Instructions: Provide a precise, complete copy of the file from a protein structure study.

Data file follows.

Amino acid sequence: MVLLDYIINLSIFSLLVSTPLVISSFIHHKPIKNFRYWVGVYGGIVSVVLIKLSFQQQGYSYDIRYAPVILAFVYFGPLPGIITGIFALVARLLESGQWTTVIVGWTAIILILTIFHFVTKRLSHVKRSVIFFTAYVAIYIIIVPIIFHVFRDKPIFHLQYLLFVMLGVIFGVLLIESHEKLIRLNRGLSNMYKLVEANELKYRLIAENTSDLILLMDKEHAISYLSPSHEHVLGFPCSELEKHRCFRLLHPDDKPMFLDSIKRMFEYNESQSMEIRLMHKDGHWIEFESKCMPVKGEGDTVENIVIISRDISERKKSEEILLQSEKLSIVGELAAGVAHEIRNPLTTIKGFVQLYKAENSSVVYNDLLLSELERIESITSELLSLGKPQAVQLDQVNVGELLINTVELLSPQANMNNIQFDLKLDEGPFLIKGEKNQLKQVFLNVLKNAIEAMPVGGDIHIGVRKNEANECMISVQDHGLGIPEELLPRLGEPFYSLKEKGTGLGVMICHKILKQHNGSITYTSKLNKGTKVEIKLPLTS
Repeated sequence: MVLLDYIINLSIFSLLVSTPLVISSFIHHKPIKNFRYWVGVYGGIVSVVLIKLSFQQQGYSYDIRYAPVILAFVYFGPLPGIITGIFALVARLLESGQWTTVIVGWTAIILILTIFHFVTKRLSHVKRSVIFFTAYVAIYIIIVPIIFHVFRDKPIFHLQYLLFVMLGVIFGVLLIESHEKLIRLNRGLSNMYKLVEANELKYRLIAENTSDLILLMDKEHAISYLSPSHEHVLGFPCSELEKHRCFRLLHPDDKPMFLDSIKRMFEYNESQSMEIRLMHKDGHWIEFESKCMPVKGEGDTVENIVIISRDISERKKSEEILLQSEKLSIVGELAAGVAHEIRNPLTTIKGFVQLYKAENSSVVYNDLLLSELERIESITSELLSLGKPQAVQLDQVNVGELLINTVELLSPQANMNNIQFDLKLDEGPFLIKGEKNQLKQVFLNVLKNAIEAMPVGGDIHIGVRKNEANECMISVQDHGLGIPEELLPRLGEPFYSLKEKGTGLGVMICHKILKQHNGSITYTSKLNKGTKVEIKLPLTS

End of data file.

Amino acid sequence: MVLLDYIINLSIFSLLVSTPLVISSFIHHKPIKNFRYWVGVYGGIVSVVLIKLSFQQQGYSYDIRYAPVILAFVYFGPLPGIITGIFALVARLLESGQWTTVIVGWTAIILILTIFHFVTKRLSHVKRSVIFFTAYVAIYIIIVPIIFHVFRDKPIFHLQYLLFVMLGVIFGVLLIESHEKLIRLNRGLSNMYKLVEANELKYRLIAENTSDLILLMDKEHAISYLSPSHEHVLGFPCSELEKHRCFRLLHPDDKPMFLDSIKRMFEYNESQSMEIRLMHKDGHWIEFESKCMPVKGEGDTVENIVIISRDISERKKSEEILLQSEKLSIVGELAAGVAHEIRNPLTTIKGFVQLYKAENSSVVYNDLLLSELERIESITSELLSLGKPQAVQLDQVNVGELLINTVELLSPQANMNNIQFDLKLDEGPFLIKGEKNQLKQVFLNVLKNAIEAMPVGGDIHIGVRKNEANECMISVQDHGLGIPEELLPRLGEPFYSLKEKGTGLGVMICHKILKQHNGSITYTSKLNKGTKVEIKLPLTS
Repeated sequence: MVLLDYIINLSIFSLLVSTPLVISSFIHHKPIKNFRYWVGVYGGIVSVVLIKLSFQQQGYSYDIRYAPVILAFVYFGPLPGIITGIFALVARLLESGQWTTVIVGWTAIILILTIFHFVTKRLSHVKRSVIFFTAYVAIYIIIVPIIFHVFRDKPIFHLQYLLFVMLGVIFGVLLIESHEKLIRLNRGLSNMYKLVEANELKYRLIAENTSDLILLMDKEHAISYLSPSHEHVLGFPCSELEKHRCFRLLHPDDKPMFLDSIKRMFEYNESQSMEIRLMHKDGHWIEFESKCMPVKGEGDTVENIVIISRDISERKKSEEILLQSEKLSIVGELAAGVAHEIRNPLTTIKGFVQLYKAENSSVVYNDLLLSELERIESITSELLSLGKPQAVQLDQVNVGELLINTVELLSPQANMNNIQFDLKLDEGPFLIKGEKNQLKQVFLNVLKNAIEAMPVGGDIHIGVRKNEANECMISVQDHGLGIPEELLPRLGEPFYSLKEKGTGLGVMICHKILKQHNGSITYTSKLNKGTKVEIKLPLTS